Ellinor Olovsdotter has the flu. The rising star known as Elliphant often gets sick when she visits LA, she explains, raspy-voiced and half naked, completely unself-conscious about her body. The globe-trotting former model from the wrong side of the tracks is part of a Nordic new wave of fierce dance-pop-divas, alongside fellow Swedes Icona Pop, Robyn, Lykke Li and MØ who are pushing the pop envelope.
In interview, Ellinor Olovsdotter is subdued. It’s on stage, in music videos and during a photoshoot for The Red Bulletin that she really comes to life as Elliphant, a wild, whirling, joyous performer who infatuates the camera with her exuberance. It’s this sense of self that informs her music. Inspired by Jamaican dancehall, dirty dubstep, ’90s rock and techno, her sound has drawn comparisons to M.I.A. and Santigold.
She’s also been compared to Rihanna, a likeness with which Elliphant isn’t entirely comfortable. “I’m a bit surprised by that because I would never have thought that people would think that we were alike,” she told Anthem magazine this year. “What I do is more experiential. It might be because of the way I use the words so it sounds like I have a Jamaican Patois dialect.”
With her ethereal, Jane Birkin-esque beauty and expletive-tinged honesty, Elliphant brings more to the table than your average pop princess. For starters, she’s lived a real life, growing up in the gritty Stockholm suburb of Katarina-Sofia, her mother a single parent with two kids by two different men, her father with four children from three different women.
“My mom was a junkie,” she says. “She had a lot of problems. Sweden was so rude to my mom. So rude to me. The Swedish system killed me. When I left Sweden for the first time, that’s when I turned into a human being. If I had never left and travelled places, this person, Elliphant, would never exist. I would have been angry. I would probably have two babies and be on drugs right now.’’
Despite the hardships she suffered growing up, Elliphant says music was always a big thing in her family. “My mom loved music and she was into the whole ’90s thing,” she says. “I was pumped with music; we would stand there waiting for her for hours while she was going through albums in record stores. She bought maybe 10 CDs a week when I was a kid. Everything from David Bowie to the B-52s, to early techno to Frank Sinatra. Everything.”
Olovsdotter suffered from attention deficit disorder and dyslexia as a child. She struggled at school and couldn’t envisage a happy future for herself until her grandmother took her to India at the age of 15. The country struck a chord with her, she dropped out of school aged 16 to return there on her own, losing herself just to find herself in the colourful, cacophonous streets.
She travelled to India regularly in her mid-20s, returning to Stockholm in between trips, where she dabbled in making music and funded her travels with kitchen work. She explored the urban music scenes of Berlin, London and Paris, where she met a Swedish producer who believed in her abilities. “I met Tim Deneve in 2011, just before going to England,” she says. “He is half of the crew Jungle. When I met him in Paris we were really wasted and he put on some music and said he wanted to try to maybe write music for other artists, with his producing partner Ted Krotkiewski. Then I went to London and I missed my flight home to Stockholm because of one of the volcanos erupting in Iceland.”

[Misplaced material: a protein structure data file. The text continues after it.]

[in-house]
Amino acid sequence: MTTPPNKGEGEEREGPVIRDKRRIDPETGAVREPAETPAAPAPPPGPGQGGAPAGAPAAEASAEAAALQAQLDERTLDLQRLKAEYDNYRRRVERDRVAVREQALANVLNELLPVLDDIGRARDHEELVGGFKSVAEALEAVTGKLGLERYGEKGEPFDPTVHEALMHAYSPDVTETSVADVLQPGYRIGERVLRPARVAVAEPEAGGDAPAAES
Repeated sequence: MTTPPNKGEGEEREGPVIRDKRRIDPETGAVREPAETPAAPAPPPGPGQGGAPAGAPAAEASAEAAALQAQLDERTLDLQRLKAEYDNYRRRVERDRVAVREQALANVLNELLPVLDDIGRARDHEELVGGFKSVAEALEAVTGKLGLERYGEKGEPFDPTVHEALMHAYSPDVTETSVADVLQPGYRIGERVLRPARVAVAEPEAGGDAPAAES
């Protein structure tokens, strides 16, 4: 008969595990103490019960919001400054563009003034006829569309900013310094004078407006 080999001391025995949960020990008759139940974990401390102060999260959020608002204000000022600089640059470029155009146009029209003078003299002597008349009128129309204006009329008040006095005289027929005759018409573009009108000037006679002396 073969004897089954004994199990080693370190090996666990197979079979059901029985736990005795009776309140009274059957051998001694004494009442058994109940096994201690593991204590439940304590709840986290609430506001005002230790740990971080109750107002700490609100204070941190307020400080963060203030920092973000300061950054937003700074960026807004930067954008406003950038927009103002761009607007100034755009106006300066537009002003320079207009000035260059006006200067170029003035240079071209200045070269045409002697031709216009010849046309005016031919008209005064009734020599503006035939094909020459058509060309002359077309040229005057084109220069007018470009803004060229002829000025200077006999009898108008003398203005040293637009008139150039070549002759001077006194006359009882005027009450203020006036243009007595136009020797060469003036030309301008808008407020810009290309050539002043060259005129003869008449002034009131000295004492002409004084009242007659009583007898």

A natural disaster turned into an extraordinary partnership, and with Deneve and Krotkiewski’s encouragement, Olovsdotter morphed into Elliphant, writing lyrics and melodies while her producers took care of the beats. “The real history of me and music started the first time I went to India and got into the jam sessions,” she says. “I felt the music and I really wanted to be a part of it somehow. I was into recording sounds. I wanted to create the biggest sound bank in the world. I had all these ideas about music, but I never knew how they would turn out. Certainly not like this.”
With “this” she is referring to the break that burgeoning musicians dream of. The right person becomes your ally, the right producer sees your spark. After creating some buzz in Stockholm, Elliphant teamed up with TEN, the Swedish music management company behind Icona Pop and Niki & The Dove.
In 2012, Elliphant was unleashed on the world. Track after track of dubstep-inspired dancehall, such as Ciant Hear It, Tekkno Scene and breakout hit Down On Life, the video of which was lauded by Katy Perry, who tweeted: “One of the most bad ass music videos I’ve seen in a long time!” After Perry came interest from Dr Luke, the American producer who has masterminded one chart-topping song after another, and has an eye for female pop virtuosos like Perry, Ke$ha, Kelly Clarkson, Britney Spears and Rihanna.
Dr Luke signed Elliphant to Kemosabe Records, his imprint at Sony. “I was surprised by his interest in me,” says Elliphant. “He reached out to me. I don’t really know how it happened. I didn’t reach out to him. I think maybe it was because of Icona Pop becoming such a huge thing, suddenly all these big wolves in the industry were hunting for what else they have in Sweden.”
If all goes well, Elliphant has a shot at becoming one of Sweden’s biggest exports. But for now, she’s just happy to have a goal in life. “It takes so much effort and so much time to make music, you have got to get something back and get economics to work,” she says. “I realised I wanted it to be my life, not just some side project. Then I did Down On Life and I realised, ‘Let’s do this. Let’s be a performer.’”